Doctor Who: The Trial of a Time Lord (parts thirteen and fourteen)

“There’s a lesson here,” our son opined. “If you’re a bad, bad person, don’t stand so close to your crazy, crazy high-tech machine!” Well, you said it, kid.

So at last this troubled season and absolute mess of a story comes crashing into its barely watchable end. It should have been a much more satisfying conclusion than this. The problem is that the final two parts were meant to have been written by Robert Holmes, in close collaboration with the script editor Eric Saward. But Holmes was dying, and Saward is said to have completed the final draft of part thirteen before writing the concluding half-hour himself. Then Saward elected to leave the show and took his script with him. With deadlines looming, the producer turned to Pip and Jane Baker, who’d written parts nine through twelve, to finish from the half-hour that Holmes had set up, while a grave BBC attorney ensured that not one word of Saward’s script was used.

I contend that the more sensible solution would have been to dump the script of part thirteen as well. I know that’s heretical – Holmes was the grand master of classic Who, the writer everyone loves – but the Bakers shouldn’t have been hamstrung with all that setup to bring the epic to their rushed conclusion. I can’t imagine what they would have come up with, and since I dislike very nearly all their Who writing, I wouldn’t bet that I’d have enjoyed it, but I do believe that they could have developed something much more coherent than all the guff about Victorian bureaucracy, wherever that was going. Perhaps it was considered, and perhaps they told the producer that they had barely enough time to write one half-hour, let alone two.

One thing these parts badly needed was a proper conclusion to the huge revelation that Peri had been killed. There’s an all-smiles moment where the Time Lords tell the Doctor that she’s alive and well and living with Yrcanos as a “warrior queen.” So how’d that work? Did they reverse time so that the mad scientist never transplanted Kiv’s brain into her body? Did Yrcanos still storm into the room shooting people? What happened to everybody else in the room, and the scientist the Time Lords were so afraid of? Even more insanely, the Doctor accepts that this is a satisfactory happy ending for Peri and leaves her to life in the 24th Century, departing with Bonnie Langford’s character Mel, presumably to transport her back to her timeline.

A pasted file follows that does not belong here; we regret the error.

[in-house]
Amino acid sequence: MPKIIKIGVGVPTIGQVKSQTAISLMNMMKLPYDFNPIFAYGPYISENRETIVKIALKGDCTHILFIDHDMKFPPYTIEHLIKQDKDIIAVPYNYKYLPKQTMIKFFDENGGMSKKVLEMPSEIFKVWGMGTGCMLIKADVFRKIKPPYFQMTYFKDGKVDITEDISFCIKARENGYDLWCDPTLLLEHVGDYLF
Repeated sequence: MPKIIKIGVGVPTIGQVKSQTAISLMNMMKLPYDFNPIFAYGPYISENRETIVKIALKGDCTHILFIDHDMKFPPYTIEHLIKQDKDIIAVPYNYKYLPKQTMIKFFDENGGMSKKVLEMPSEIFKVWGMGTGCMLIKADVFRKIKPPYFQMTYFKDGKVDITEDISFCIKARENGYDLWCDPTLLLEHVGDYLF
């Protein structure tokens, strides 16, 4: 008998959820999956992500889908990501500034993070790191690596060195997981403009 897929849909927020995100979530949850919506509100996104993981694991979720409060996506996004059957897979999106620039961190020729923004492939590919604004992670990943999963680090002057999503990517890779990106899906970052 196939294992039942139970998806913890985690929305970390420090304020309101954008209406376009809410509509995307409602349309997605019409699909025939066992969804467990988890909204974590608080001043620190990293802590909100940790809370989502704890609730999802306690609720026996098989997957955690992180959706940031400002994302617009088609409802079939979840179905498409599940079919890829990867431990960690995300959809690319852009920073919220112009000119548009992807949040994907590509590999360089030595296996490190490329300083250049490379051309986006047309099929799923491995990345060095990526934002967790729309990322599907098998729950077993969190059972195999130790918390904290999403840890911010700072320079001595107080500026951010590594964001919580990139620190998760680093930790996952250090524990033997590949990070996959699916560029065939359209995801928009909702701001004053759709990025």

Naturally, this hasn’t set well with anybody. There are novels and audio dramas that pick up Peri’s story and, in different ways, resolve this properly. But to be honest, I like the first way this was resolved. In the late eighties, Philip Martin, who wrote the Yrcanos episodes of the story, novelized it for Target Books and explained that Peri and Yrcanos did not go back to his planet where she could live with him, but they returned to Earth in the 1980s and Yrcanos entered the world of professional wrestling in California, with Peri as his manager. I have never been interested in wrestling, but I can get behind Yrcanos putting Hulk Hogan and the Iron Sheik in choke holds. With or without the wrestling part, Colin Baker and Nicola Bryant should have had a farewell scene together, and the Doctor should have gone immediately to his companion to see that she was all right rather than just taking some random woman’s word for it. Nobody thought this through.

But that’s kind of the Colin Baker era in a nutshell. Everything should have been better. Colin Baker’s a good actor and certainly seems to be a great guy. He could have been a great Doctor in better circumstances, without the lousy scripts that Saward had developed for him, and without the interference of the higher muckity-mucks at the BBC screwing with the show. Twisting the knife one last time, they accepted the producer John Nathan-Turner’s resignation on the understanding that he fire the star before he went. Then they unaccepted his resignation and told him the only show they wanted him to produce was more Who. But with Saward gone, this is the end of what I call “the swamp.” There are a couple more turkeys to come, but overall, things are about to get a lot better.

We’ll take a short break from Doctor Who to resume a couple of shows that we’d shelved for a breather, but we’ll start Sylvester McCoy’s first season in a couple of weeks. Stay tuned!

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